The final step — sometimes the hardest step – must be taken.

It’s Time to Forgive

It’s time to forgive – -unconditionally. Otherwise, it’s never over.

The whole experience must be buried in the deepest sea “as far as the east is from the west,” NEVER to be visited again. It’s not easy.

But the permanence of your reconciliation depends on it … literally.

Surviving and thriving after betrayal requires – demands – committing to forgive.

Betrayal is one of the most brutal experiences life can throw at us.

Betrayal is an emotional and spiritual sucker-punch. It hurts — badly.

Can you heal? Absolutely. You’re not the first couple to have survived it, and you won’t be the last.

Plus, there is a pay-off.

Forgiveness enables you to move on wiser, more forgiving, more loving, and closer to each other than you ever imagined.

How to Heal After Betrayal

Academic and religious literature alike teach the same essential healing steps for regaining emotional balance, spiritual equilibrium and, most importantly, the ability to move on.

• Be angry. It’s healthy.

• Grieve. It’s normal.

• Reflect. It’s healing.

• Get out of your shoes and slip into the shoes of the Betrayer. Try to understand the “whys.” Theologian Thomas a Kempis wisely challenges us: Be assured that if you knew all, you would pardon all.

• Remember your humanity. Draw courage from the times you were offered the grace of forgiveness.

• Then move on. Hold your head high. You and your spouse were incredibly brave. Not every couple is this strong. You survived a near-death experience

There is a pay-off. The day will come when you unexpectedly catch a glimpse of yourself in the mirror. Your reflection will shock you because in your reflection is someone at peace.

The bitter cup of betrayal transformed you in the best of ways. All of that relentless pain morphed you and your relationship into something more fulfilling and beautiful than you ever could have imagined.

Good marriages are sometimes messy with confusing and conflicting layers.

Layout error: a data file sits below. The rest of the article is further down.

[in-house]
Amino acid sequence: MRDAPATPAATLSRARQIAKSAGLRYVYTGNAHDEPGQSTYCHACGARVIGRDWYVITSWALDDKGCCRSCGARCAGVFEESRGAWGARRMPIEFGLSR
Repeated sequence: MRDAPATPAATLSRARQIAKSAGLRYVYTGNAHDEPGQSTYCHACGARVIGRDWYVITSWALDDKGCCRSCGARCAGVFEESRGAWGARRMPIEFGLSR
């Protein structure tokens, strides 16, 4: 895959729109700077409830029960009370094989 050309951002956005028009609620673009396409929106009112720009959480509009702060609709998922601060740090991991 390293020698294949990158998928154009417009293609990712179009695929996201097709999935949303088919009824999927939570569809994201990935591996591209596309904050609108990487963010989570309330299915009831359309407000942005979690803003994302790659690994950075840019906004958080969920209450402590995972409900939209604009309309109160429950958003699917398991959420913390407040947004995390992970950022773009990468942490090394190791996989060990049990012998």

But when regularly given the antibiotic of forgiveness, they heal and grow into marriages that are stronger at the broken places.

And life is good again. I promise.

“The weak can never forgive, Forgiveness is the attribute of the strong.” Mahatma Gandhi

Dr. Gloria Wall spent her career as an educator. Currently, she and her husband, the man who inspired this entire idea, live in Edwardsville, Illinois.

She writes a blog focusing on seniors who are committed to aging intentionally, gracefully, and with dignity, no matter their outer circumstances. Her writing is generalizable to all ages. Dr. Wall is currently working on a book entitled Aging with Intention. You may visit her website at www.suddenlyseptember.com

Feb 10

How To Deal With A New City, A New Spouse And A New Life

By Dustin | Marriage Preparation

New City, New Spouse, New LifeYour long distance engagement has led to a decision to move to a new city for your new spouse.

While it’s certainly exciting, it’s also a little scary because you’re diving head first into the unknown.

Yes, you’re doing it with an open mind and an open heart, but you’re also leaving behind your family, friends, and hometown conveniences, routines, and comforts.

Only too often people fear the unknown without pausing to consider that with risk come rewards, and moving to a new place where you only know one person is an opportunity for personal growth.

7 Opportunities for Personal Growth

Here are at least 7 wonderful discoveries awaiting you:

1. You’ll make new friends.

In a new city, you’ll meet people refreshingly different from the people you now know. They’ll have different ideas, perspectives, and experiences from your own, and by meeting them you’ll enrich your own view of life.

2. You’ll be free of your family’s expectations.

The new people you’ll meet will know nothing about you, and it will be like starting over with a clean slate. If you’re normally shy, for example, you can practice being extroverted. Can you change your personality?

Yes and no. You may not be able to change everything, but you have some leeway when it comes to changing your self-beliefs and your habits.

3. You’ll be exposed to different social patterns.